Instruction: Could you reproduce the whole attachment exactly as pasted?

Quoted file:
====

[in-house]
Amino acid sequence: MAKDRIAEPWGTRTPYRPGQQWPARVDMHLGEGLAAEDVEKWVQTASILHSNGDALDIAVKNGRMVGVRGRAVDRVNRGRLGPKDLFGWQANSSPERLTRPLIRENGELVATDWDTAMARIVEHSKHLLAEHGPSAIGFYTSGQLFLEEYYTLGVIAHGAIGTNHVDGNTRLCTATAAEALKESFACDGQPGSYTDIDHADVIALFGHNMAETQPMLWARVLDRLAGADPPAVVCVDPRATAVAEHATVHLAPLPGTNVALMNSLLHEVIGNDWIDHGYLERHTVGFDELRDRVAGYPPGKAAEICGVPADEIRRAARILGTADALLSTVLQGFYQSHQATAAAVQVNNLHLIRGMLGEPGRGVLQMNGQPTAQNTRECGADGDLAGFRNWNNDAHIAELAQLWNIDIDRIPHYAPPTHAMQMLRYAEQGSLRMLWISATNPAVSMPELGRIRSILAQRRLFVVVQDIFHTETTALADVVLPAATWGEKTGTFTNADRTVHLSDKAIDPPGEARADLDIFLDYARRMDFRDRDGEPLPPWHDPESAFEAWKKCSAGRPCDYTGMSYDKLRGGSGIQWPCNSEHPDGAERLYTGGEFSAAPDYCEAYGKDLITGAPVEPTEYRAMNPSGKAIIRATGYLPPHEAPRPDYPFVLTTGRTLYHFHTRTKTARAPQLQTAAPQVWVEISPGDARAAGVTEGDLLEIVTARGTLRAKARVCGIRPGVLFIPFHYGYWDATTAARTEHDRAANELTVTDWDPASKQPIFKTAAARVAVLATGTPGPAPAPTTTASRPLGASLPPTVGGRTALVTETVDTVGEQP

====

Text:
[in-house]
Amino acid sequence: MAKDRIAEPWGTRTPYRPGQQWPARVDMHLGEGLAAEDVEKWVQTASILHSNGDALDIAVKNGRMVGVRGRAVDRVNRGRLGPKDLFGWQANSSPERLTRPLIRENGELVATDWDTAMARIVEHSKHLLAEHGPSAIGFYTSGQLFLEEYYTLGVIAHGAIGTNHVDGNTRLCTATAAEALKESFACDGQPGSYTDIDHADVIALFGHNMAETQPMLWARVLDRLAGADPPAVVCVDPRATAVAEHATVHLAPLPGTNVALMNSLLHEVIGNDWIDHGYLERHTVGFDELRDRVAGYPPGKAAEICGVPADEIRRAARILGTADALLSTVLQGFYQSHQATAAAVQVNNLHLIRGMLGEPGRGVLQMNGQPTAQNTRECGADGDLAGFRNWNNDAHIAELAQLWNIDIDRIPHYAPPTHAMQMLRYAEQGSLRMLWISATNPAVSMPELGRIRSILAQRRLFVVVQDIFHTETTALADVVLPAATWGEKTGTFTNADRTVHLSDKAIDPPGEARADLDIFLDYARRMDFRDRDGEPLPPWHDPESAFEAWKKCSAGRPCDYTGMSYDKLRGGSGIQWPCNSEHPDGAERLYTGGEFSAAPDYCEAYGKDLITGAPVEPTEYRAMNPSGKAIIRATGYLPPHEAPRPDYPFVLTTGRTLYHFHTRTKTARAPQLQTAAPQVWVEISPGDARAAGVTEGDLLEIVTARGTLRAKARVCGIRPGVLFIPFHYGYWDATTAARTEHDRAANELTVTDWDPASKQPIFKTAAARVAVLATGTPGPAPAPTTTASRPLGASLPPTVGGRTALVTETVDTVGEQP